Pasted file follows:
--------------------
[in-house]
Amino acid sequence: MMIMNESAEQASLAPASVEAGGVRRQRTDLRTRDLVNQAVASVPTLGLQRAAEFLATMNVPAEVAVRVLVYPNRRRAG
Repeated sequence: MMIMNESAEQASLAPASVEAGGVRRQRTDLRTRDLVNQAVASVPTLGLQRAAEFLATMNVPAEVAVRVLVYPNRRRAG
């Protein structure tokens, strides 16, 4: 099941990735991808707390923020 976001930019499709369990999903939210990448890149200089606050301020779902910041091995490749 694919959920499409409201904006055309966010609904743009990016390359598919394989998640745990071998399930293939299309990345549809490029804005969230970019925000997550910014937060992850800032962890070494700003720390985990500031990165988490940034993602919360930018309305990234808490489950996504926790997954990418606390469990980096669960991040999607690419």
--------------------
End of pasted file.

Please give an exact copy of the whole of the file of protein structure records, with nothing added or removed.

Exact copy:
[in-house]
Amino acid sequence: MMIMNESAEQASLAPASVEAGGVRRQRTDLRTRDLVNQAVASVPTLGLQRAAEFLATMNVPAEVAVRVLVYPNRRRAG
Repeated sequence: MMIMNESAEQASLAPASVEAGGVRRQRTDLRTRDLVNQAVASVPTLGLQRAAEFLATMNVPAEVAVRVLVYPNRRRAG
């Protein structure tokens, strides 16, 4: 099941990735991808707390923020 976001930019499709369990999903939210990448890149200089606050301020779902910041091995490749 694919959920499409409201904006055309966010609904743009990016390359598919394989998640745990071998399930293939299309990345549809490029804005969230970019925000997550910014937060992850800032962890070494700003720390985990500031990165988490940034993602919360930018309305990234808490489950996504926790997954990418606390469990980096669960991040999607690419």